LVIV, Ukraine (AP) – As a potential ruler, Turkish President Recep Tayyip Erdogan will use his first visit to Ukraine since the war began almost six months ago to explore ways to start exporting grain from Europe’s granary to those in need expand world. UN Secretary-General António Guterres will use his visit to focus on containing the volatile situation at a nuclear power plant occupied by Russia.
Ukrainian President Volodymyr Zelenskyy receives the two men on Thursday, far from the front lines in the western city of Lviv, where diplomatic efforts to end the war will also be on the agenda.
Meanwhile, the screams of shells falling still drowned out the whispers of diplomacy. At least 11 people were killed and 40 injured in a series of massive Russian rocket attacks on the Kharkiv region of Ukraine on Wednesday night and Thursday morning.
The attack on Kharkiv, Ukraine’s second-largest city, late Wednesday killed at least seven people, injured 20 others and damaged residential buildings and civilian infrastructure, authorities said.
At the same time, the Russian Defense Ministry claimed on Thursday morning that it had attacked “a temporary base of foreign mercenaries” in Kharkiv, killing 90 of them.
UN spokesman Stephane Dujarric said the three leaders would also discuss the situation at the Russian-controlled Zaporizhia nuclear power plant in southern Ukraine – the largest nuclear power plant in Europe. Moscow and Kyiv have accused each other of shelling the complex.
In his nightly video address on Wednesday, Zelenskyy reiterated his call for the Russian military to be withdrawn from the plant and emphasized that “only absolute transparency and control of the situation” by the UN’s International Atomic Energy Agency, among others, can guarantee a return to nuclear safety.
Russia played up the threats the plant posed in times of war. Lt. Gen. Igor Kirillov, the commander of the Russian military’s radiological, chemical and biological defense forces, accused Ukrainian troops of attacking the facility again on Friday, while Guterres will continue to visit Ukraine to accuse Russia of nuclear terrorism. Ukraine has steadfastly denied targeting the facility.
Kirillov said an emergency at the plant could result in “radioactive substances being released into the atmosphere and spread hundreds of kilometers away… An emergency of this nature will cause massive migration and have more catastrophic consequences than the looming gas-power crisis in Europe.”
In such operations, the role of a mediator like Erdogan could become increasingly important.
Erdogan, whose nation is a member of NATO, which supports Ukraine at war, also oversees a shaky economy that increasingly relies on Russia for trade. Against this background, the meetings on Thursday in Lemberg will be a diplomatic tightrope walk. Earlier this month, the Turkish leader met with Russian President Vladimir Putin on the same issues.
Erdogan will have an hour-long meeting with Zelenskyy before Guterres joins them both.
Last month, Turkey and the UN helped negotiate a deal that paves the way for Ukraine to export 22 million tons of corn and other grains that have been stuck in its Black Sea ports since Russia’s February 24 invasion. A separate memorandum between Russia and the UN aimed to remove roadblocks to shipments of Russian food and fertilizer to world markets.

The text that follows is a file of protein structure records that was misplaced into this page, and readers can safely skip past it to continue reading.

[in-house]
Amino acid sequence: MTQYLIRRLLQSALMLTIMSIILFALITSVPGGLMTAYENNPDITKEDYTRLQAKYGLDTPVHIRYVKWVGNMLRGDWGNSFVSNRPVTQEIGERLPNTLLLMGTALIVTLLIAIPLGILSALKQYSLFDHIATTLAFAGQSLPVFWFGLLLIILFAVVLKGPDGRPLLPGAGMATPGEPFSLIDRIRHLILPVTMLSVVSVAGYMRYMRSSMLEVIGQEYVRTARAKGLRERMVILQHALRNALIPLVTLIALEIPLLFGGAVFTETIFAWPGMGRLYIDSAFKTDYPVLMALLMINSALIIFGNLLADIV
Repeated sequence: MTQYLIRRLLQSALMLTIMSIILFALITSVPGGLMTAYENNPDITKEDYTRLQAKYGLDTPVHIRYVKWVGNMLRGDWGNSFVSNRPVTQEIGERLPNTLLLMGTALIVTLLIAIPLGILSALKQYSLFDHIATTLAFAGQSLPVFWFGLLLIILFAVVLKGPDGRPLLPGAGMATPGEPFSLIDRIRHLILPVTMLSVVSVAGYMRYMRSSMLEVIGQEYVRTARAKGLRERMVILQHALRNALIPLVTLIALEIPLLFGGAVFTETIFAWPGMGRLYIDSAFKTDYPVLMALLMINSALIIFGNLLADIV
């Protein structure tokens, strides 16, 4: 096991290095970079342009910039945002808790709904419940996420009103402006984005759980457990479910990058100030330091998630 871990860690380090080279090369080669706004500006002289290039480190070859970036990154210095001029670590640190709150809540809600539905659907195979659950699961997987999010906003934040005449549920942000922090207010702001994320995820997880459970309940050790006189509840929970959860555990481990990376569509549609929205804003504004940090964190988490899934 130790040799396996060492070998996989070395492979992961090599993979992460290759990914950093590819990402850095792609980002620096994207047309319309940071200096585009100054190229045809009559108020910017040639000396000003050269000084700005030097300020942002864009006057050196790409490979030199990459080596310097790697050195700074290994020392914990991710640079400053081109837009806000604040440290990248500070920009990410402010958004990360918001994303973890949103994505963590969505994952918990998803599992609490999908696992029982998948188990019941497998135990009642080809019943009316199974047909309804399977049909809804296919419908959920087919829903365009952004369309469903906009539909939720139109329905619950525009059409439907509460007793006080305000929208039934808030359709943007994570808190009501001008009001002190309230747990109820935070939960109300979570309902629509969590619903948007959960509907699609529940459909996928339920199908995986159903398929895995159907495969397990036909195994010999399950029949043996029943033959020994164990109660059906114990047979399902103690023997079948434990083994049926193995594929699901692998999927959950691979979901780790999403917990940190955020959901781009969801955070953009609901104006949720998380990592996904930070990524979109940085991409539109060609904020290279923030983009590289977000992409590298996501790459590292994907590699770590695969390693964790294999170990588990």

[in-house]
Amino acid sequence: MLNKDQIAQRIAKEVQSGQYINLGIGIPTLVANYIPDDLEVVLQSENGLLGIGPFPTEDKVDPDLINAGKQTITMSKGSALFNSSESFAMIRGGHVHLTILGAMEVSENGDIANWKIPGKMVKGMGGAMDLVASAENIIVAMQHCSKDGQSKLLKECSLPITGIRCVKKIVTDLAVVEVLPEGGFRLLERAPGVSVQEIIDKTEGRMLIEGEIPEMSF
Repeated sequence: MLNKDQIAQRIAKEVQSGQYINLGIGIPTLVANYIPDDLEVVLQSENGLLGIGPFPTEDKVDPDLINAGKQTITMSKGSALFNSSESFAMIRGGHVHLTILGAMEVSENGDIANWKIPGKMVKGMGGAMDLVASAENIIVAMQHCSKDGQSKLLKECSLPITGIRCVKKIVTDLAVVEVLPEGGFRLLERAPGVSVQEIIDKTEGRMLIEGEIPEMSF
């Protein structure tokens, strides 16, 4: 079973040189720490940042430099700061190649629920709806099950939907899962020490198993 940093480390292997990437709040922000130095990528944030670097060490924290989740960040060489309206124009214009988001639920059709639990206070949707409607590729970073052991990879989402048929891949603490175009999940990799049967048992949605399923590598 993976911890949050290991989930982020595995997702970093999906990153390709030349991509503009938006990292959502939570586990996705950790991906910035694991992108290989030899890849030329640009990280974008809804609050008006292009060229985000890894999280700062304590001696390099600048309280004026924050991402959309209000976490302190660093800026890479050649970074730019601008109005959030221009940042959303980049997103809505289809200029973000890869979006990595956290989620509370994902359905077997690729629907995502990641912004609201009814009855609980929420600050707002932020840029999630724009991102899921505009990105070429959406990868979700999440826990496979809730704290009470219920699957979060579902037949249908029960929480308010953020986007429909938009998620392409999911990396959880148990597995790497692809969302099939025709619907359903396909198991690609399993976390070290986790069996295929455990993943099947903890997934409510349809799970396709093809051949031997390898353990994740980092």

The war and blocked exports have greatly exacerbated the global food crisis, with Ukraine and Russia being major food suppliers.
Turkey is able to help accelerate exports, which until now have been reduced to a trickle. Turkey’s Defense Ministry said more than 622,000 tons of grain had been shipped from Ukrainian ports since the Black Sea deal began.
Grain prices peaked after the invasion of Russia, and while some have since returned to pre-war levels, they remain significantly higher than before the COVID-19 pandemic. Developing countries are particularly hard hit by supply bottlenecks and high prices. Even if ships are now leaving Russia and Ukraine, the food crisis is not yet over.
Prior to his meetings, Guterres visited the Ivan Franko National University of Lviv, the oldest in Ukraine, and praised the role of academic institutions in building democratic institutions.
If grain shipments and nuclear safety are issues on which some progress could be made, nothing substantial was expected from talks of a general end to the conflict.
In March, Turkey hosted a round of talks between Russian and Ukrainian negotiators to discuss a possible deal to end hostilities. The talks broke down after the Istanbul meeting, with both sides blaming each other.
Erdogan has performed a delicate balancing act by maintaining good relations with both Russia and Ukraine. Turkey has provided Ukraine with drones, which played an important role in deterring a Russian advance early in the conflict, but has refrained from joining Western sanctions against Russia over the war.
Facing a major economic crisis with official inflation approaching 80%, Turkey is increasingly relying on Russia for trade and tourism. Russian gas supplies 45% of Turkey’s energy needs, and the Russian Nuclear Authority is building Turkey’s first nuclear power plant.
During their meeting in Sochi this month, Putin and Erdogan agreed to strengthen energy, financial and other ties between their countries, and raised concerns in the West that Ankara could help Moscow ease US and European Union sanctions to bypass.
Suzan Fraser reported from Ankara, Turkey.
Follow AP’s coverage of the war at https://apnews.com/hub/russia-ukraine